Michael Phillips of the Chicago Tribune warned that the viewer may feel "queasy" at the references to September 11, but that "other sequences [...] carry a real jolt" and that such tactics were "crude, but undeniably gripping". He called the film "dumb", but "quick and dirty and effectively brusque", concluding that despite it being "a harsher, more demographically calculating brand of fun", he enjoyed the film. Bruce Paterson of Cinephilia described the film as "a successful experiment in style but not necessarily a successful story for those who want dramatic closure". Some critics also pointed out the similarity to the Half-Life video game series, in particular the "Ant-lion" monsters from Half-Life II, and the constant first-person perspective.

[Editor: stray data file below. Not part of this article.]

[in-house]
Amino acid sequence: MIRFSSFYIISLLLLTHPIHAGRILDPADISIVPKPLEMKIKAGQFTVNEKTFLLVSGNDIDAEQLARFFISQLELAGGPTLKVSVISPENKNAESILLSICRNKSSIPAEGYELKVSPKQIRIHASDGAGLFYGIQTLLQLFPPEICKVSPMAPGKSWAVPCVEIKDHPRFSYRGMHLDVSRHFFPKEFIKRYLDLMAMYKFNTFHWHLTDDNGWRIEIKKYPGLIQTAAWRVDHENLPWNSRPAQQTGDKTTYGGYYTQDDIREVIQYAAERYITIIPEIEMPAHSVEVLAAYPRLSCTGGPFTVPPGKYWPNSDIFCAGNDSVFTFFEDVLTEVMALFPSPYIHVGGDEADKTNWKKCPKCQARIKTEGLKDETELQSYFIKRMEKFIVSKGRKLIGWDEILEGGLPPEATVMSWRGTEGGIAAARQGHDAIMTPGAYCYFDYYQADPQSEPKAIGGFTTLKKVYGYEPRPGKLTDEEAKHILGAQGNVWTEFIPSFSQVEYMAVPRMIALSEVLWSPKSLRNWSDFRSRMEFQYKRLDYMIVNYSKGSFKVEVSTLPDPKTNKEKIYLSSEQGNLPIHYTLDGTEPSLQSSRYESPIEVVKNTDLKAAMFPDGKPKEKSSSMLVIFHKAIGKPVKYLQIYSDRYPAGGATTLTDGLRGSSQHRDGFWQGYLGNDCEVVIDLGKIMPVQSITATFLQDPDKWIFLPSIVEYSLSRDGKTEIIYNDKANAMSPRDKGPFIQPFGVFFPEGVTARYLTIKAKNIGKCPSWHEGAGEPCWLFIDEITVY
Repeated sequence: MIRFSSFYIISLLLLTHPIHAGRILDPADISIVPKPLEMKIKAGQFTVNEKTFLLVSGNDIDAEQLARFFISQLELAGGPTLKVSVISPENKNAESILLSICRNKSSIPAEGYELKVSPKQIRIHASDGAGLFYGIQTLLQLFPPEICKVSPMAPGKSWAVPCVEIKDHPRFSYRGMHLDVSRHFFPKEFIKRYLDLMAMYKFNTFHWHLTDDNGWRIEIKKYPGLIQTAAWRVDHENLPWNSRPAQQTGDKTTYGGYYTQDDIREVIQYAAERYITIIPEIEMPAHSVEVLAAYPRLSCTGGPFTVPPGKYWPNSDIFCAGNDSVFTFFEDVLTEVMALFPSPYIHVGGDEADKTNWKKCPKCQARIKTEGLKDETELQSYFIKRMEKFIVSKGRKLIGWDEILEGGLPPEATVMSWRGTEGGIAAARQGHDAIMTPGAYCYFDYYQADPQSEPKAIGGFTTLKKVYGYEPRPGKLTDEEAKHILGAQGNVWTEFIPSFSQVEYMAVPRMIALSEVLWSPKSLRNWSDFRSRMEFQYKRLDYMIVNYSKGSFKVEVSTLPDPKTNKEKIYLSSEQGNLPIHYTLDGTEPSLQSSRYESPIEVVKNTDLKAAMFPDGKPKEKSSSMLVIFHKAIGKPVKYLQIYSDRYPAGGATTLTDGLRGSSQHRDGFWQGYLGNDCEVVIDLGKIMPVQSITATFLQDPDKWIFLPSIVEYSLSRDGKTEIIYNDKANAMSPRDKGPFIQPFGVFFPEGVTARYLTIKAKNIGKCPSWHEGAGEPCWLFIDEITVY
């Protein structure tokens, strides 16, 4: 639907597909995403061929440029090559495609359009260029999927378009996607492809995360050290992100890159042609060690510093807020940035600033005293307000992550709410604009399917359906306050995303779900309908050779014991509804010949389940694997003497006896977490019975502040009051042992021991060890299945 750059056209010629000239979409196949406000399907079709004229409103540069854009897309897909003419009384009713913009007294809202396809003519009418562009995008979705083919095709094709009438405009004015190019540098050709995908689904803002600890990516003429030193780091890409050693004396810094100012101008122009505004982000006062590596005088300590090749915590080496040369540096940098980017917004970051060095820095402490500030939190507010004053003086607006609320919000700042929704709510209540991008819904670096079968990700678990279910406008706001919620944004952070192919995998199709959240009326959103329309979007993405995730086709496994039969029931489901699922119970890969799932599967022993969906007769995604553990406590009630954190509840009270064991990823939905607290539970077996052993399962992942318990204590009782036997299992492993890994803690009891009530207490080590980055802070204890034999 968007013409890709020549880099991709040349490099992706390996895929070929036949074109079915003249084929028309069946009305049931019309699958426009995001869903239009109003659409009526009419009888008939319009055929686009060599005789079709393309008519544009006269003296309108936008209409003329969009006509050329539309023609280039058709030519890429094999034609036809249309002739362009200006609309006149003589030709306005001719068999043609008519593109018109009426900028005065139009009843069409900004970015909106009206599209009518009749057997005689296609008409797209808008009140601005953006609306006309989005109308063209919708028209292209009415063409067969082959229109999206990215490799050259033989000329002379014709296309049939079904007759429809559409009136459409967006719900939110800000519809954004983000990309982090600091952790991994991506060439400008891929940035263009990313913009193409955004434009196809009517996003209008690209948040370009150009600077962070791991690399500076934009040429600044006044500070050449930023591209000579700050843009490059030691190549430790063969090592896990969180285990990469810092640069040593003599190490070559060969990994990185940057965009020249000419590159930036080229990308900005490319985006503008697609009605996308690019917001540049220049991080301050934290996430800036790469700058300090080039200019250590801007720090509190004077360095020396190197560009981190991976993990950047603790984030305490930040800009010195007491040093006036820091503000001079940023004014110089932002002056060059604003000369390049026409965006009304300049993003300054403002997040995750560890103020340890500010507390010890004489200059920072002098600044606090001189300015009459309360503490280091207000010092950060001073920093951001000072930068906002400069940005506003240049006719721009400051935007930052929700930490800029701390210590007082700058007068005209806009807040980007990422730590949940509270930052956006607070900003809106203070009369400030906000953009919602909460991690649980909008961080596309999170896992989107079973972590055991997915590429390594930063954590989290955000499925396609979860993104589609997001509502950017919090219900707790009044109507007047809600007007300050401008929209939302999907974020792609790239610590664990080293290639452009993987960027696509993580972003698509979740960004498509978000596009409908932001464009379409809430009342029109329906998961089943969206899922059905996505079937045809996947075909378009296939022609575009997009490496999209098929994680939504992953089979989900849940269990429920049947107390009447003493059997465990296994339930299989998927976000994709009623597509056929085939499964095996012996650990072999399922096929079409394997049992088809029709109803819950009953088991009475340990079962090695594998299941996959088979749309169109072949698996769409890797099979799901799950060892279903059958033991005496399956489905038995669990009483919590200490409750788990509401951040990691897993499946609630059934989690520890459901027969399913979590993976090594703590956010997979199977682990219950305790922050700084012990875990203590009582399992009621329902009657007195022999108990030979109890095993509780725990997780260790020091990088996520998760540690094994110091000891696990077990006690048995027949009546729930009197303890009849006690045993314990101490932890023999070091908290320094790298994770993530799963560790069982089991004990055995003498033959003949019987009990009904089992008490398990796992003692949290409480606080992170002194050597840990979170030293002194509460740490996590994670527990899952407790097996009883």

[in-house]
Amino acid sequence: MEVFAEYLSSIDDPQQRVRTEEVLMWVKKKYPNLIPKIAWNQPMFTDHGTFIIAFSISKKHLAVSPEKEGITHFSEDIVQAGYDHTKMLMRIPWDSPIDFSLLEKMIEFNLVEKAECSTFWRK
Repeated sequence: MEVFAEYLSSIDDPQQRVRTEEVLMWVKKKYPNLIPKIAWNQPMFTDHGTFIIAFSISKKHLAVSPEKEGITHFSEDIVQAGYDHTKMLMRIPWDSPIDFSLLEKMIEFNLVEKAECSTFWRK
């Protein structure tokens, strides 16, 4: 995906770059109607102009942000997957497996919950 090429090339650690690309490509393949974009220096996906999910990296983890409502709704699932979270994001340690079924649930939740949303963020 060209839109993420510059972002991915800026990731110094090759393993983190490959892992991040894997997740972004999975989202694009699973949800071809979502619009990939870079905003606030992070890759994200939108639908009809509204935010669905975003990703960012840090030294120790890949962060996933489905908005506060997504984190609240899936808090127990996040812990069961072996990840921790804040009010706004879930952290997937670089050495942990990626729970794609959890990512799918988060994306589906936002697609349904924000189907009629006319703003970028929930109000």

Empire magazine named it the fifth best film of 2008. The French film journal Cahiers du Cinéma named the film as the third best of 2008. Bloody Disgusting ranked the film number twenty in their list of the "Top 20 Horror Films of the Decade", with the article calling the film "A brilliant conceit, to be sure, backed by a genius early marketing campaign that followed the less-is-more philosophy to tantalizing effect... much like Blair Witch nearly ten years earlier, Cloverfield helped prove, particularly in its first half hour, that what you don't see can be the scariest thing of all."
The film was nominated for four awards: two Saturn Awards for "Best Supporting Actress (Lizzy Caplan)" and "Best Science Fiction Film" and two Golden Trailer Awards for "Best Thriller for Trailer" and "Most Original Trailer". The film went on to win a Saturn Award for "Best Science Fiction Film". It was also ranked #12 on Bravo's 13 Scarier Movie Moments.
Cloverfield In Popular Media